Introduction

I should have done this first thing.  But, better late than never.

CatalinVoinescu1smsqMy name is Cătălin Voinescu.  I am a computer scientist by training, software developer by day, CNC enthusiast and small-time entrepreneur by night.  I live in the UK, in Camberley, Surrey.  I am married and we have two sons.  I was born in Romania (in Brașov), and I moved to London some fifteen years ago.  I also spent a couple of years in Chicago, and I still go there now and then.

I learned about Edward Ford’s Shapeoko and Bart Dring’s MakerSlide from a friend in July 2012.  I read the entire Shapeoko forum (back when that was still possible to do that in a couple of sittings), and loved both projects.  At the suggestion of my friend, and with fairly enthusiastic encouragement from my wife, I decided to try to make the kit more easily available in the UK and the rest of Europe.  Of course, I could not resist making changes.  Some were based on upgrades seen on the forum, some were my own ideas, and a few were driven by cost, or availability of materials and fabrication methods.

Edward suggested the name eShapeoko for the new machine.  I liked it.  The now woefully obsolete FAQ [note to self: update it!] jokes that the e in eShapeoko stands for European, extended, enhanced (so far so good), excellent, extraordinary (your call) and fabulous (oops).

The first ten kits were made with MakerSlide from Inventables.

On the Shapeoko forum, I met Harry Raley, who was planning to have MakerSlide made in the UK.  He ran a successful Ulule campaign (Kickstarter was still US-only at the time).  He searched for potential suppliers, got quotes, talked to them, selected the lowest quote, ran the Ulule campaign, and used the proceeds to pay for an extrusion die and a first batch of MakerSlide.  A few months later, he had the unenviable task of handling, packing and shipping some 500 metres of rail.  I helped by selling him V-wheels, bearings and eccentric spacers at cost; in return, he sold me cheap MakerSlide for the eShapeOko kits.

Once the campaign was over, Harry and I ran an online store together, known as both Amber Spyglass Ltd (my existing company) and MakerSlide Europe (the latter with Bart’s kind permission).  Harry would stock and ship MakerSlide, eccentric spacers, V-wheels and a few other items, and I would stock and ship eShapeOko kits and all the other items in the store.  Logistically, this was a bit of a nightmare, but Harry and I got along well and made it work.  (Fun fact: to this day, Harry and I have never met in person.)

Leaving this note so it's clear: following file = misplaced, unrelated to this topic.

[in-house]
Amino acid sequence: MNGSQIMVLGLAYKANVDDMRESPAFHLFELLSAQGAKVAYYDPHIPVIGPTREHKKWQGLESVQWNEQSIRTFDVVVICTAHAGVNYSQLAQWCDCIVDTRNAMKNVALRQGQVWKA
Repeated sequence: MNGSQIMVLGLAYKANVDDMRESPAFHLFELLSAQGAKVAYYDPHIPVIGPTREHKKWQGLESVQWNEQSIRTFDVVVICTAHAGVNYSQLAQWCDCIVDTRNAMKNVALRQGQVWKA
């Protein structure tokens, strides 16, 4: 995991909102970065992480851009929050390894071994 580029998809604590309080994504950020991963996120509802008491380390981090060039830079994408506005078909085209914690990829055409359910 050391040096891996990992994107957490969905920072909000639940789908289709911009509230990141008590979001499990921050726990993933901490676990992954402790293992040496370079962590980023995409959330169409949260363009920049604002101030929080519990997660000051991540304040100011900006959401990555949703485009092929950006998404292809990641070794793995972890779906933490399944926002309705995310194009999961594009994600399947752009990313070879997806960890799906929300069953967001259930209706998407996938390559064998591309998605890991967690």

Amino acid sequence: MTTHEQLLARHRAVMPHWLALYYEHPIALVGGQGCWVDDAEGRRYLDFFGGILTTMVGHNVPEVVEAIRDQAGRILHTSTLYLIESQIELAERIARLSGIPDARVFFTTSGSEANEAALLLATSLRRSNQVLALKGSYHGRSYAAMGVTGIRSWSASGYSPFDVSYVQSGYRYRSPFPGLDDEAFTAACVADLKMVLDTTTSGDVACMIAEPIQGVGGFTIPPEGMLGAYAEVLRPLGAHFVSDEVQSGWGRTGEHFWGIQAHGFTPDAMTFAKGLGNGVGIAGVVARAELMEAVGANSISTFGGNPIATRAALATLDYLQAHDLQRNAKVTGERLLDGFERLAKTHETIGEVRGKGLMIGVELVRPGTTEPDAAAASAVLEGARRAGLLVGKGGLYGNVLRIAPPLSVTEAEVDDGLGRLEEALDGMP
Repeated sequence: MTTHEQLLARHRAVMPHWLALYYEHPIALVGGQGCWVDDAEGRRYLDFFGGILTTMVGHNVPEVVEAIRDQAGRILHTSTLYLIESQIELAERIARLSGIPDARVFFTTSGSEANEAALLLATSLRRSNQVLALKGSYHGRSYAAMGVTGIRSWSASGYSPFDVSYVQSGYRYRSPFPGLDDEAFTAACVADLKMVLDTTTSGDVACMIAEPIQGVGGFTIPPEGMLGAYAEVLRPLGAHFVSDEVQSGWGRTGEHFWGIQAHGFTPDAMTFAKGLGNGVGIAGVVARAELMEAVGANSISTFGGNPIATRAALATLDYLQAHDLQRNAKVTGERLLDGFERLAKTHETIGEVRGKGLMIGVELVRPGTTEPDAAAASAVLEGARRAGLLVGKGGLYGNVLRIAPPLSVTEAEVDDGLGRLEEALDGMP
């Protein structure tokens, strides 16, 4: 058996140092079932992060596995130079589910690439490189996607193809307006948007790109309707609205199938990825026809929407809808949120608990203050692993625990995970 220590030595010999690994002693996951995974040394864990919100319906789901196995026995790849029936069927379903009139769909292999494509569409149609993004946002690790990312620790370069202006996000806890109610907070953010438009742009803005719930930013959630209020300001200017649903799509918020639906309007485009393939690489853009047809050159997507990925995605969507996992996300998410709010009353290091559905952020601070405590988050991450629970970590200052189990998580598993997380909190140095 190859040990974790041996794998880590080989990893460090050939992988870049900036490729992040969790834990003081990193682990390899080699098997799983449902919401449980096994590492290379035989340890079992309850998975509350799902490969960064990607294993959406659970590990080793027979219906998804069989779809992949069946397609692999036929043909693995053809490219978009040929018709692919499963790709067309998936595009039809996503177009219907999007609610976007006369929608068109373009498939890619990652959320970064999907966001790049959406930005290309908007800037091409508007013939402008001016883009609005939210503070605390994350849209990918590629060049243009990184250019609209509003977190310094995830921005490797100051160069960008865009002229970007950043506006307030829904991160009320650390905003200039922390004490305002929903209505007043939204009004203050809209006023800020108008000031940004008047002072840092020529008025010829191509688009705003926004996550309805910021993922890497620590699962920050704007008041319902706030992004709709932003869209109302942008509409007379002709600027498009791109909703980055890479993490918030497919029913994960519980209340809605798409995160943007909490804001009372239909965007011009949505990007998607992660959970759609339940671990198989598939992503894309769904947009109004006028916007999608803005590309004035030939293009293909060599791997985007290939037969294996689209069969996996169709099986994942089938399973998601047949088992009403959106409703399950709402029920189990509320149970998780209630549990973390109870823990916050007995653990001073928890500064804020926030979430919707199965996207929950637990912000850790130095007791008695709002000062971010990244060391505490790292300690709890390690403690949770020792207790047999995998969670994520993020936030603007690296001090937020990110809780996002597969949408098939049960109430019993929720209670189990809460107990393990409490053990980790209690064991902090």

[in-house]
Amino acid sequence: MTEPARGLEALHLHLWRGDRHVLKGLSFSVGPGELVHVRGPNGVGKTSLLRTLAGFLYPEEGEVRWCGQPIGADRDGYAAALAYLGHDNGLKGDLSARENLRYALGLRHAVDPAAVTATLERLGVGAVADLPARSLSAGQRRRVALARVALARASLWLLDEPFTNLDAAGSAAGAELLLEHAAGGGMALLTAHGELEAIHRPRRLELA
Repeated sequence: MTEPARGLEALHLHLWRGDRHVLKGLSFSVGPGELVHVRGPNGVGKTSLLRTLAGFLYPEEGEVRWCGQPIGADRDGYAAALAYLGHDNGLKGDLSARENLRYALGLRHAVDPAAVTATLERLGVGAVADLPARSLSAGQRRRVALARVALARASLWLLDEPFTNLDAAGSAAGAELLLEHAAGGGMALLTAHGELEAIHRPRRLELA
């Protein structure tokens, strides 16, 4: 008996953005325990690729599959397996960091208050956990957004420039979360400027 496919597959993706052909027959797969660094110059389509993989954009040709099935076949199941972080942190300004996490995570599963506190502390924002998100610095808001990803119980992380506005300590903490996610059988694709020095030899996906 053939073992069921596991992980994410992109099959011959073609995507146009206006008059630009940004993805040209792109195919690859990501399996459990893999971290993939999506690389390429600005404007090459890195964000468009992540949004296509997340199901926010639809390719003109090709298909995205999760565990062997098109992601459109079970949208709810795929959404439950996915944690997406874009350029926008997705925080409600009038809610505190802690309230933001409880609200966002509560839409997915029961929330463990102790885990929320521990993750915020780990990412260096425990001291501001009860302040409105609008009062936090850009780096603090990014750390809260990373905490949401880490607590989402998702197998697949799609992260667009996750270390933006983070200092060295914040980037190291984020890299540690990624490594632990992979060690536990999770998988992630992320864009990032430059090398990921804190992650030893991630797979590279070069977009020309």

Last summer, Harry got the opportunity to pursue a career that would not have left him enough time for MakerSlide Europe.  He sold the extrusion die and his remaining stock of rail to me, effectively retiring from the business.  Harry had ordered two or three batches of MakerSlide before this, and I ordered a larger one after Harry left.  Since then, MakerSlide Europe has been myself and my wife (with my younger son helping occasionally).  Given that it’s now a single company, I need to settle on one name at some point, but I’m still dithering between Amber Spyglass (which I like but it’s not related to the domain at all), MakerSlide Europe (which has a copycat ring to it, and feels like it would limit the domain, but is obvious and helps in search engines), or an entirely new name (no ideas, though).

The rest of the story, especially the MakerSlide saga, you probably already know.

GravatarAnd, in the unlikely case you ever wondered about my avatar here: many proud parents use their children’s photographs as their avatars, Facebook profile pictures, and so on.  In keeping with Internet trends, and to brandish my parenting credentials, my avatar is a baby picture too.  It’s cropped from a photo of my younger son when he was five days old.  What you see is a small bit of his blanket.

5 thoughts on “Introduction

    • The Amber Spyglass is the third book of the His Dark Materials trilogy by Philip Pullman. The first book is Norhtern Lights, but the US edition and the movie are called The Golden Compass. The amber spyglass is a device, made by one of the characters out of two amber-like sheets of dried tree sap, that allows her to see Dust, elementary particles central to the plot of the book. Because of this, the name doesn’t work well for me unless it has both words. 🙂

  1. I cannot suggest any name for your company.
    But I am waiting for makerslide to be available again. Do you know how many days/weeks we have to wait?

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